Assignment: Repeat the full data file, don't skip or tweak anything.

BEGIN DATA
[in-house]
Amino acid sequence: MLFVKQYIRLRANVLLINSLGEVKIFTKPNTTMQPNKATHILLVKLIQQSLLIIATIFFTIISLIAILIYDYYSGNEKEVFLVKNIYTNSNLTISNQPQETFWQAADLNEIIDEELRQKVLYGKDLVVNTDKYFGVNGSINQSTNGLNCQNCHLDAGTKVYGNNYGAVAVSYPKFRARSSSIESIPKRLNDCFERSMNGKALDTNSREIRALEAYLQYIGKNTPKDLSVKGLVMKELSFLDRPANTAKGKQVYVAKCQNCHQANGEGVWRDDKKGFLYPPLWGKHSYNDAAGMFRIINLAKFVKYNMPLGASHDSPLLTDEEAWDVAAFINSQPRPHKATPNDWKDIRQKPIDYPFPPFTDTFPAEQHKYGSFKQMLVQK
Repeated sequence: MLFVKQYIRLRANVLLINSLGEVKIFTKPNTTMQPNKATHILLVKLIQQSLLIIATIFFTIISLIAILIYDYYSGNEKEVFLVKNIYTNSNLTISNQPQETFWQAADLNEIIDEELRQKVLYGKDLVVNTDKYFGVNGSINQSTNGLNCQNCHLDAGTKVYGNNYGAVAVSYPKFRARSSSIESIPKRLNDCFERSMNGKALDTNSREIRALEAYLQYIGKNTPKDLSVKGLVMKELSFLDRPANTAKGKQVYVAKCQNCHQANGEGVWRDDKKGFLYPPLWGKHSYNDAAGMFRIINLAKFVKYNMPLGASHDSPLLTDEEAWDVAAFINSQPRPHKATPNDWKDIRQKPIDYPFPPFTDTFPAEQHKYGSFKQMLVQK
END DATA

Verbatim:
[in-house]
Amino acid sequence: MLFVKQYIRLRANVLLINSLGEVKIFTKPNTTMQPNKATHILLVKLIQQSLLIIATIFFTIISLIAILIYDYYSGNEKEVFLVKNIYTNSNLTISNQPQETFWQAADLNEIIDEELRQKVLYGKDLVVNTDKYFGVNGSINQSTNGLNCQNCHLDAGTKVYGNNYGAVAVSYPKFRARSSSIESIPKRLNDCFERSMNGKALDTNSREIRALEAYLQYIGKNTPKDLSVKGLVMKELSFLDRPANTAKGKQVYVAKCQNCHQANGEGVWRDDKKGFLYPPLWGKHSYNDAAGMFRIINLAKFVKYNMPLGASHDSPLLTDEEAWDVAAFINSQPRPHKATPNDWKDIRQKPIDYPFPPFTDTFPAEQHKYGSFKQMLVQK
Repeated sequence: MLFVKQYIRLRANVLLINSLGEVKIFTKPNTTMQPNKATHILLVKLIQQSLLIIATIFFTIISLIAILIYDYYSGNEKEVFLVKNIYTNSNLTISNQPQETFWQAADLNEIIDEELRQKVLYGKDLVVNTDKYFGVNGSINQSTNGLNCQNCHLDAGTKVYGNNYGAVAVSYPKFRARSSSIESIPKRLNDCFERSMNGKALDTNSREIRALEAYLQYIGKNTPKDLSVKGLVMKELSFLDRPANTAKGKQVYVAKCQNCHQANGEGVWRDDKKGFLYPPLWGKHSYNDAAGMFRIINLAKFVKYNMPLGASHDSPLLTDEEAWDVAAFINSQPRPHKATPNDWKDIRQKPIDYPFPPFTDTFPAEQHKYGSFKQMLVQK